Tuesday, 19 July 2011

Humour in visual art

This article was first published in my newsletter "Notes From My French Easel" – June 2011. 

The Oxford dictionary defines “Humour” as “The faculty of perceiving what is ludicrous or amusing, or of expressing it in speech, writing, or other composition; jocose imagination or treatment of a subject.”
Humour is not often present in visual art compared to other forms of art like literature or cinema. In a painting, which is seen at once, it is more difficult to create the time laps between primary perception and meaning that trigger humour.

Slave Market with the Disappearing Bust of Voltaire by Salvador Dali (Source: Wikimedia)

Surrealist painters were good at introducing humour in their paintings. My preferred example is Dali’s painting titled “Slave Market with the Disappearing Bust of Voltaire”. He used a visual illusion with two women who look like nuns making up the face of Voltaire. The humour comes from the fact that Voltaire wrote against the intolerance in the church.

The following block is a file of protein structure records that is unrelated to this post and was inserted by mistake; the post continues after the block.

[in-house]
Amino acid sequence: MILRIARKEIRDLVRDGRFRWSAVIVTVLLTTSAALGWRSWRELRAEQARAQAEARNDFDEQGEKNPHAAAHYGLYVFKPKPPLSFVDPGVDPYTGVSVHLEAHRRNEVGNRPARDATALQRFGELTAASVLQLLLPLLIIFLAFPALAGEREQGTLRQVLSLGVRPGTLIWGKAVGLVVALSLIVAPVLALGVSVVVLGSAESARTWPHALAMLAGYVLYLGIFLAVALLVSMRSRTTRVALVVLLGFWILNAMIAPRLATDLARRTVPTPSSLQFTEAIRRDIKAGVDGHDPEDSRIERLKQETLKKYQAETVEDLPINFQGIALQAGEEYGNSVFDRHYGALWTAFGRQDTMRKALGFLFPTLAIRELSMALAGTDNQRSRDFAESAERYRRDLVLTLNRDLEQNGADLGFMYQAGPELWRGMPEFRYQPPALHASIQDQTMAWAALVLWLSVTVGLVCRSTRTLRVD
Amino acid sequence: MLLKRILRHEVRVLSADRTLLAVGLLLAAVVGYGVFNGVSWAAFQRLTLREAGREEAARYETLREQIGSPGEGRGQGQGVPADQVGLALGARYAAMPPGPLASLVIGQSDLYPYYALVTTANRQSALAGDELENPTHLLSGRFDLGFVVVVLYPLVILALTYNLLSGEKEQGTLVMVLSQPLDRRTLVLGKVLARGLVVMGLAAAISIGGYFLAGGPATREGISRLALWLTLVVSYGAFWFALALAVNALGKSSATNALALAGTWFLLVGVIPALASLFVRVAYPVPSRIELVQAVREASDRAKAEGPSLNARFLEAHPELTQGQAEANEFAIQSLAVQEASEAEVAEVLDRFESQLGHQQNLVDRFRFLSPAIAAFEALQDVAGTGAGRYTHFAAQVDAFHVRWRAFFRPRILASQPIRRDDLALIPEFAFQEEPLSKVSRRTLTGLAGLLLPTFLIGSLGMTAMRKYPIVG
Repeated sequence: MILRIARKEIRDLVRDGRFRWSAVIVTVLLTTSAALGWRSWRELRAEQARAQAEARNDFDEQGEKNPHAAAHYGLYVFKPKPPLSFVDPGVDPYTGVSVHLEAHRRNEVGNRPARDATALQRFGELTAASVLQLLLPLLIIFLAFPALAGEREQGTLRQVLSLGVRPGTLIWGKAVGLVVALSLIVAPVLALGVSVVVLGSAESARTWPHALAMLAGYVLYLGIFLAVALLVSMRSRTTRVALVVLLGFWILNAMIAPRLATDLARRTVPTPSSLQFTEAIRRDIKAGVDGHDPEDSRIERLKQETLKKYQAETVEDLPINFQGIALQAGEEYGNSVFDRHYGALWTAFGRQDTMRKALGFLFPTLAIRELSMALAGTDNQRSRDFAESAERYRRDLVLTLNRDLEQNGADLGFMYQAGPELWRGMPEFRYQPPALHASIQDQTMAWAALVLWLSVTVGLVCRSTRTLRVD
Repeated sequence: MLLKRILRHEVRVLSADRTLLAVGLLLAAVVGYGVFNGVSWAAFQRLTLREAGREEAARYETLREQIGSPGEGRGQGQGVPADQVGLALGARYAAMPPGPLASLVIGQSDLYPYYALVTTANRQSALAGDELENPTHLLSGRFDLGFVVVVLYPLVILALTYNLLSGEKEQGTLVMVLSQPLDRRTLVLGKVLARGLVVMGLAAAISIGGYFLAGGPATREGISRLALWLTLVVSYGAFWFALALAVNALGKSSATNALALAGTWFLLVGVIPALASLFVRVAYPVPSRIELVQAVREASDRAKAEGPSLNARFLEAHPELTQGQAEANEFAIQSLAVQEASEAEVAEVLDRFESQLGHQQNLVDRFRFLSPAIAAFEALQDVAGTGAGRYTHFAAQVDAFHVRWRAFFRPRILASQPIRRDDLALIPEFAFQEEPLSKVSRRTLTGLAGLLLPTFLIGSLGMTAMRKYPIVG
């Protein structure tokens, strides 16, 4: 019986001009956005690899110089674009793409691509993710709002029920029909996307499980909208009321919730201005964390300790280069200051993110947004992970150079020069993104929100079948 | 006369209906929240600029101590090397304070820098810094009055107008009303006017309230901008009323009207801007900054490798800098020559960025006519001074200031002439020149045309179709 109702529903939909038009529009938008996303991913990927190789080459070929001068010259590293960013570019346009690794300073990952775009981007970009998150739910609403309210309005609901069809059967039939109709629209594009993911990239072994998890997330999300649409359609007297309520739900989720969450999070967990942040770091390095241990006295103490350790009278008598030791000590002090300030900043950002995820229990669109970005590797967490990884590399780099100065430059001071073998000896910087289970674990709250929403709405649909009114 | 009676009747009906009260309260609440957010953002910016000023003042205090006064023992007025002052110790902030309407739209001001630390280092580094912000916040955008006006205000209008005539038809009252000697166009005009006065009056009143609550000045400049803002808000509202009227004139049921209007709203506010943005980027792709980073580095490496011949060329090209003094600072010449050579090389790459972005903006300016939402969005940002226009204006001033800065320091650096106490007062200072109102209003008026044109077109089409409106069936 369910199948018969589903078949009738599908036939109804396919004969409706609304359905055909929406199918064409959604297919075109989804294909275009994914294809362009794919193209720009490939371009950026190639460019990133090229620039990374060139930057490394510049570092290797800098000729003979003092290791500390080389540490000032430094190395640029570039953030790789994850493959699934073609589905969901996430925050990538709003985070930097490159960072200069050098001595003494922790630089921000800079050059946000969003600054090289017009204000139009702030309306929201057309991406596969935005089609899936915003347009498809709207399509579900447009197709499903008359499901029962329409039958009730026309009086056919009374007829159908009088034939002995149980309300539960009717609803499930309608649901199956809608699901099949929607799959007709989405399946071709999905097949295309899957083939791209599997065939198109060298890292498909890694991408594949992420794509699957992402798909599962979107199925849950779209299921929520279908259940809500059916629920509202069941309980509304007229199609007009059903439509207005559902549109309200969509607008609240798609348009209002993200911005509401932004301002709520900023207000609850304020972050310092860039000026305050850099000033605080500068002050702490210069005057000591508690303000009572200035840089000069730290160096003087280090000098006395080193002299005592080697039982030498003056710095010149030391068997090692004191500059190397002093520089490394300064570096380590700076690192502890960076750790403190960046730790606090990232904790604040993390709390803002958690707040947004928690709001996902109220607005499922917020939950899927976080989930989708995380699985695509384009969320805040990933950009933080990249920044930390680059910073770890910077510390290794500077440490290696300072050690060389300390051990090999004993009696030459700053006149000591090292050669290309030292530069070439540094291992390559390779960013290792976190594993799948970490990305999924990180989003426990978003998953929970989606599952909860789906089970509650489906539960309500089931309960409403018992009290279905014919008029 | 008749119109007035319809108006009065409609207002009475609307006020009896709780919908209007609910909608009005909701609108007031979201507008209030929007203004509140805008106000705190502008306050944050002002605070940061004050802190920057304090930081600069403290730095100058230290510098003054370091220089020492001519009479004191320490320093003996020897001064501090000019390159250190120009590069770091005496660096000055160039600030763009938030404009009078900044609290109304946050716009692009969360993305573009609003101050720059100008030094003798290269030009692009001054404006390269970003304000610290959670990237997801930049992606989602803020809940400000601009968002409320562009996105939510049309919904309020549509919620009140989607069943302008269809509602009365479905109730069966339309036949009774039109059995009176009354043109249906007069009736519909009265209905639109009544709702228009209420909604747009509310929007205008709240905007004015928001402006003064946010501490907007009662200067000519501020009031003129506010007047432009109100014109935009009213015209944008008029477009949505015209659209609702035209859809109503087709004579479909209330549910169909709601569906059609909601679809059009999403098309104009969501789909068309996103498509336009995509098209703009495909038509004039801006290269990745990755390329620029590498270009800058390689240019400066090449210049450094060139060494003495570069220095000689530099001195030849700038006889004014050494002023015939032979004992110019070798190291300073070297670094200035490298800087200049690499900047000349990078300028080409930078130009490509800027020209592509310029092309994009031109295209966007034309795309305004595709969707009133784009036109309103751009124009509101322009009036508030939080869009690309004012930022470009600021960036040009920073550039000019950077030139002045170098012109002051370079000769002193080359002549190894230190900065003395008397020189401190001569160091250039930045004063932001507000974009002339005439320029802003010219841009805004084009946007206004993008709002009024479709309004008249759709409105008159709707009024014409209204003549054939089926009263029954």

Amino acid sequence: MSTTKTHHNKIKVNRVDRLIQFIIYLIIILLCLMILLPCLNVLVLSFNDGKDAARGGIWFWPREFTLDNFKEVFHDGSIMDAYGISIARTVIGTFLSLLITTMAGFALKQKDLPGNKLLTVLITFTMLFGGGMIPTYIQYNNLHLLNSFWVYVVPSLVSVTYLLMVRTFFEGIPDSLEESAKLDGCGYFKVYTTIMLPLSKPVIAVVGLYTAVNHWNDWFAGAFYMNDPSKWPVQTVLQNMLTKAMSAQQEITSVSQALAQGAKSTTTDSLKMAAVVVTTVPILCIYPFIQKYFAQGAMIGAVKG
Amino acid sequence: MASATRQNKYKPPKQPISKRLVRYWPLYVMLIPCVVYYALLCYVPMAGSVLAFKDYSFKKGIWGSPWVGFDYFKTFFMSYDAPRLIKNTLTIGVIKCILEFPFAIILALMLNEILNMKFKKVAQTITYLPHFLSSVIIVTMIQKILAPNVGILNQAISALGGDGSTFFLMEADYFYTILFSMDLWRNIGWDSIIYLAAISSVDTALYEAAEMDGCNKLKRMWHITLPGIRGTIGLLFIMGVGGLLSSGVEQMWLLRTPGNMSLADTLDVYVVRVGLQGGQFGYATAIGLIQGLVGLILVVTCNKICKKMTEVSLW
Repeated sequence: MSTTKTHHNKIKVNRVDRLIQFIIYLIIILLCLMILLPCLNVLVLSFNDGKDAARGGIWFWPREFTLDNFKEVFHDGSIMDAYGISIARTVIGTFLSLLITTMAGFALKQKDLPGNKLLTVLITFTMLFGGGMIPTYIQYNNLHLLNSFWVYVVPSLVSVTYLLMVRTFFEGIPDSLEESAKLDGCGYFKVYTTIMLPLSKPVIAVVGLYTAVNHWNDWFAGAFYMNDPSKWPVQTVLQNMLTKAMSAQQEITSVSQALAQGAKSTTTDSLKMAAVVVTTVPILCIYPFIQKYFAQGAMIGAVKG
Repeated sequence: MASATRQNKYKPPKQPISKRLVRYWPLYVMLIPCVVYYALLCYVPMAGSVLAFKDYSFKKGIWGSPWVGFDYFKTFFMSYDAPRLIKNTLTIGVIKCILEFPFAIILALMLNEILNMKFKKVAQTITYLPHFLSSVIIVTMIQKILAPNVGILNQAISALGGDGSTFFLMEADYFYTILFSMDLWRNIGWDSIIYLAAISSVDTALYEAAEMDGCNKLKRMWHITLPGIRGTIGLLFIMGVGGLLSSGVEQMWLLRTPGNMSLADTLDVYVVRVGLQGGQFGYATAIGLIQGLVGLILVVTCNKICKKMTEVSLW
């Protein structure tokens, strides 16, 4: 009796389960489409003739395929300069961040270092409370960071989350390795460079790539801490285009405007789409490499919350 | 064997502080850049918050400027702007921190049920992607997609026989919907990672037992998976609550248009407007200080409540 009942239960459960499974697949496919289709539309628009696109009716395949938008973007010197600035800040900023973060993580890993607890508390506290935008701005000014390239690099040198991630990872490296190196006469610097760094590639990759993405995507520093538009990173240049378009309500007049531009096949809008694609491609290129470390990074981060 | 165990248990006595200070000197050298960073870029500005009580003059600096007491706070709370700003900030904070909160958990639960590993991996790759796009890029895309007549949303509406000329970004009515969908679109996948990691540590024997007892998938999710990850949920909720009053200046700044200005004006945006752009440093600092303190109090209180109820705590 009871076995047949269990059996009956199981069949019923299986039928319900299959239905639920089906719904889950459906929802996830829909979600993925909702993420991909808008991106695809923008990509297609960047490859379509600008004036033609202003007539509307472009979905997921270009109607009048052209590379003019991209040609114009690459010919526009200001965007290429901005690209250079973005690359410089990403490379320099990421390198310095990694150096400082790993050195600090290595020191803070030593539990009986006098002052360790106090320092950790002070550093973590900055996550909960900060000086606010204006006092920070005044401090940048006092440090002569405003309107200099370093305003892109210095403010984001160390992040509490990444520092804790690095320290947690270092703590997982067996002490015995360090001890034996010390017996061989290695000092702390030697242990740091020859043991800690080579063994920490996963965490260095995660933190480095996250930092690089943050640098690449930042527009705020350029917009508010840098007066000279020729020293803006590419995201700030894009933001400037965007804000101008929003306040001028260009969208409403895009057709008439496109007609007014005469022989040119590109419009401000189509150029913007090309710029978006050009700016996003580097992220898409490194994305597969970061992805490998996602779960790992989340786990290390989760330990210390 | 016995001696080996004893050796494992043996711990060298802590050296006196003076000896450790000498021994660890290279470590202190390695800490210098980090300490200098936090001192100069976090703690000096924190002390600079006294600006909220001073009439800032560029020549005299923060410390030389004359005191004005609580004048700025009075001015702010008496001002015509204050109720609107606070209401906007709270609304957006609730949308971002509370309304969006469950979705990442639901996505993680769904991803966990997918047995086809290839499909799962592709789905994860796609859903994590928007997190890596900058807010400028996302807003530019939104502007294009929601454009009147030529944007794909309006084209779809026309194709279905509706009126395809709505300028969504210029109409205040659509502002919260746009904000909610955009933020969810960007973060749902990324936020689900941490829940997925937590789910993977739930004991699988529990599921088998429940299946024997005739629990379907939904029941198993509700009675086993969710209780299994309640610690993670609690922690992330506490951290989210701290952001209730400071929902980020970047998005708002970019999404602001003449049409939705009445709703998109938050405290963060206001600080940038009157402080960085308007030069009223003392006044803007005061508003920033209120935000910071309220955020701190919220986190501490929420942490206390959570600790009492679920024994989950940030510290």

Other times, the humour I find in modern art is not intended… but that’s another matter.

Humour could be more present in painting. Playfulness is a good way to bring creativity to your work. If you are in a playful mood, you create a secure environment to experiment, to try a different way and push boundaries. “It’s just a game” opens a world of possibility. Crazy ideas do not seem so crazy anymore.

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